Author Pat Conroy died on Friday, confirmed by Todd Doughty, the vice president and executive director of publicity at Doubleday.

Conroy was born in 1945 in Atlanta and moved around because of his father’s career as a Marine Corps fighter pilot, 23 times before he was 18. Conroy had a notoriously brutal childhood. His family life was dictated by his abusive, sadistic father. His father raised his children with military discipline. Pat, as the eldest, got the worst abuse. His mother, Peg, who had been beaten with the children read “Gone With the Wind” to Pat at bedtime and taught her children to lie about their abuse. His dark childhood and the rest of his experience growing up in the marshy coastal south created the distinct lyrical setting and emotional tone of his captivating novels and memoirs.

When he finally settled down he began to flourish on the Beaufort High School basketball team and was encouraged by an English teacher to study the work of Thomas Wolfe and to write.

He was forced to go to the Citadel by his father but it was there that he studied English and began to gather material for his first books. He taught English at his old high school as he waited to hear back from the Peace Corps. Never receiving a response, he went on to teach for a year in a two-room schoolhouse on Daufuskie Island, an island off the coast of South Carolina near Hilton Head. He used unorthodox methods to broaden the horizon of the isolated population caused the school to fire him after a year. Conroy wrote about his experiences in The Water Is Wide which was picked up by New York agent Julian Bach and was Conroy’s first novel to be turned into a film.

Conroy’s The Great Santini was a thinly veiled biography of his childhood abuse. It had moderate commercial success but really gained wide fame when it was made into a 1979 film staring Robert Duvall and Blythe Tanner. (The family’s eventual reconciliation brought about The Death of Santini.) The Lords of Discipline drew from Conroy’s military academy experiences (also with a moderately successful film in 1983). But it wasn’t until Conroy’s Prince of Tides that Conroy that he was able to captivate audiences with the story of Tom Wingo, an unemployed high school teacher who goes to New York to help his suicidal sister. Barbra Streisand directed and starred in the film version opposite Nick Nolte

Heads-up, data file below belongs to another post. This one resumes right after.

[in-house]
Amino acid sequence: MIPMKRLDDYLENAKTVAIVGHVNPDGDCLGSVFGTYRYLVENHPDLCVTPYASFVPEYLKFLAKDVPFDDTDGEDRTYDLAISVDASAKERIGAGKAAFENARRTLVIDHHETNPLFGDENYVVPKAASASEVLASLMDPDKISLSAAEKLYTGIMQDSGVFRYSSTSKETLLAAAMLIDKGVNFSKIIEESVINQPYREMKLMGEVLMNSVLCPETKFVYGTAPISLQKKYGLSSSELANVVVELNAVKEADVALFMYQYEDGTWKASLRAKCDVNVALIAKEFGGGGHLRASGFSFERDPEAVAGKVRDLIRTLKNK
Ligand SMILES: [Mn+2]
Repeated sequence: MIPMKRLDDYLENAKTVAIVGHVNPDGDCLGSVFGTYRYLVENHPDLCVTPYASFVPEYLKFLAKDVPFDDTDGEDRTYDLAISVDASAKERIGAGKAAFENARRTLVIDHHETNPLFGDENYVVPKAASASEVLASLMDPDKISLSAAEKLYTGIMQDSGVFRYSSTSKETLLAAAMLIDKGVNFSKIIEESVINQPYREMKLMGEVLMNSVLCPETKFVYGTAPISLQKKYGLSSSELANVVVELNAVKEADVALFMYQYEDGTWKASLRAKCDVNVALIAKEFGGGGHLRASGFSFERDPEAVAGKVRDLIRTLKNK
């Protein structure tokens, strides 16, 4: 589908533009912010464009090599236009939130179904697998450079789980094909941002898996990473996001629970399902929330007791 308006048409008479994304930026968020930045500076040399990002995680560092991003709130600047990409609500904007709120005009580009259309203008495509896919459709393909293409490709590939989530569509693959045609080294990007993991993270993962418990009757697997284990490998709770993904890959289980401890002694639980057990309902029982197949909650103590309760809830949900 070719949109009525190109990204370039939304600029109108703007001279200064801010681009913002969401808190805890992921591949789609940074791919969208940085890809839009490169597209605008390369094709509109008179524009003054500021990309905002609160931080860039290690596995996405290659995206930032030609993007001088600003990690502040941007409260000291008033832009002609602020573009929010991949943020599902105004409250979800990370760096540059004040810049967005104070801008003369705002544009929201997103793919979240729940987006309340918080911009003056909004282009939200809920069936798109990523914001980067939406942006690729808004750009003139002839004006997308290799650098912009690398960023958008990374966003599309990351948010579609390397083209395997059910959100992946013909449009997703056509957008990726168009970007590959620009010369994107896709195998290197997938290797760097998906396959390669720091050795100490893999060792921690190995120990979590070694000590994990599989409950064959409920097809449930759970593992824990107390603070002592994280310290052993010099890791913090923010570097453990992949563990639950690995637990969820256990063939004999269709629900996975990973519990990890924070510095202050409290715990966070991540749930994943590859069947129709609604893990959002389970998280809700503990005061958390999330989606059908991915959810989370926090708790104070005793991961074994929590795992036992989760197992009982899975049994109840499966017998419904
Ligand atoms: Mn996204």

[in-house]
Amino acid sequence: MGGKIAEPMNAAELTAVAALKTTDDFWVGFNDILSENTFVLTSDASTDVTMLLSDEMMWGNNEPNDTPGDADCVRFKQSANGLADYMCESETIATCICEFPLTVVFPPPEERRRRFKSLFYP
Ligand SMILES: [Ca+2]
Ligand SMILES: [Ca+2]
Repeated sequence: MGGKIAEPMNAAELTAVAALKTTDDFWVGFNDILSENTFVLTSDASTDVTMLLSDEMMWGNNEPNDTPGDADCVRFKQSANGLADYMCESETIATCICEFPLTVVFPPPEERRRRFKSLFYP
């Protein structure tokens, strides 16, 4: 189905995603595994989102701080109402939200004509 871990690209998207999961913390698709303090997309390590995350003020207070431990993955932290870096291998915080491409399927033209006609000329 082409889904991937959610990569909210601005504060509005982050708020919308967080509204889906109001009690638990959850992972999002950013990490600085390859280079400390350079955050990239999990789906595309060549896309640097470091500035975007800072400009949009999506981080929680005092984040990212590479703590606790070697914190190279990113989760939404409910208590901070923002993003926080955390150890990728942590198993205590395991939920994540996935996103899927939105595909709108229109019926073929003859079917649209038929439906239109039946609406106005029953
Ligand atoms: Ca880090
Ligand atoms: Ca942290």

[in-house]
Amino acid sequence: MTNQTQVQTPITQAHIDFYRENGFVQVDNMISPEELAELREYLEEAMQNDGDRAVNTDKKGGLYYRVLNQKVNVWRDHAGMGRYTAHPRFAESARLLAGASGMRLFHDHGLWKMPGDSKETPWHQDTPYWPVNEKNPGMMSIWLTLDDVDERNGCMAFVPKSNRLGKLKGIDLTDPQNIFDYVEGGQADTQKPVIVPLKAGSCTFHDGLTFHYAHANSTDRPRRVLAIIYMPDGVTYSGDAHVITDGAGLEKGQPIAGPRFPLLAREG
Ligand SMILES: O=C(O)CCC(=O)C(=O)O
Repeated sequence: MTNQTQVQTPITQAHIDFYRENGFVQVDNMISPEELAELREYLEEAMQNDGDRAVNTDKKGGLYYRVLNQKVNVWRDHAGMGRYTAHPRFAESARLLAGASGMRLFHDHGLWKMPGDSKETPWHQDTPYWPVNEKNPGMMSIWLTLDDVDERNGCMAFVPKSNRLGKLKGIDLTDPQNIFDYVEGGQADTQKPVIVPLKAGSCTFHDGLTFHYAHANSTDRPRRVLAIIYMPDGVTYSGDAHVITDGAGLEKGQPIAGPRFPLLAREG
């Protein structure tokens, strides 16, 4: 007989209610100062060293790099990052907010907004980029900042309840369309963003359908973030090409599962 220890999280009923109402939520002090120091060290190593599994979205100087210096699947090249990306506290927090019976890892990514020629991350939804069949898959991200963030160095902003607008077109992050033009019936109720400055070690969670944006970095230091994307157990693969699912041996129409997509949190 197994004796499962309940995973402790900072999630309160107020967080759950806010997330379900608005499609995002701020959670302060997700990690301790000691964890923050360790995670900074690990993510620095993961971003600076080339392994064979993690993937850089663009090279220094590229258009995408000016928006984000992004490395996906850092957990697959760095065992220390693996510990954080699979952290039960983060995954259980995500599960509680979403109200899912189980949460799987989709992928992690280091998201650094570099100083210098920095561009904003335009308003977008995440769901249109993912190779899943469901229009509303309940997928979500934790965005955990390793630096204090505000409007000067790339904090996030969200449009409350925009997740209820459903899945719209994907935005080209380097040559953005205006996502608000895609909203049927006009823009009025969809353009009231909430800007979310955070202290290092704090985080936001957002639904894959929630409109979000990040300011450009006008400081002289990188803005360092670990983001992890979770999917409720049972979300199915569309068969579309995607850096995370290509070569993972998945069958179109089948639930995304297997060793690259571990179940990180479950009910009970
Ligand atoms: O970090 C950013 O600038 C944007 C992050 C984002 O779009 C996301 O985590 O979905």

It is perhaps one of the critics who didn’t like it, Richard Eder of Los Angeles Times, who really captured the magic of the novel when he wrote, “The characters do too much, feel too much, suffer too much, eat too much, signify too much and above all talk too much.”

Many of his fans note that the beauty of his books was that they all held something similar about them, with similar settings, characters, and tone, “it’s like returning to old friends and familiar places.”

His family, including aunts and grandparents, begged him to stop writing. His sister, Carol Ann, a poet, cut off relations with him after her mental illness was dramatized in The Prince of Tides. And when his mother died of leukemia in 1996 Conroy relayed to The Guardian in 1996 that she said to him, “Son, I find it hard to relax when I’m dying, knowing you’re going to write down every damn word I say.” When she divorced Conroy’s father in 1984 however, she presented the judge with a copy of The Great Santini.

Conroy’s father, however, was only initially enraged by his portrayal. He came to relish his role and often appeared with his son at book signings.

Mr. Conroy told The Minneapolis Star Tribune in 2013, “He signed longer inscriptions than I would. He’d write, ‘I hope you enjoy my son’s work of fiction,’ and he’d underline ‘fiction’ five or six times.”

When Conroy’s father died in 1998 Pat said, “I grew up hating my father. It was the great surprise of my life, after [“The Death of Santini”] came out, what an extraordinary man had raised me.”

Conroy’s first two marriages ended in divorce. He is survived by his wife, writer Cassandra King, and his four daughters, five stepchildren and seven grandchildren.

“One of the gifts you can get as a writer is to be born into an unhappy family,” said Conroy to John Berendt for a Vanity Fair profile in 1995.

Conroy suffered diabetes, high blood pressure, and liver failure in recent years, and died after a month-long battle with pancreatic cancer. He was 70 years old. He was working on both a novel and a memoir about living in 1970s Atlanta.

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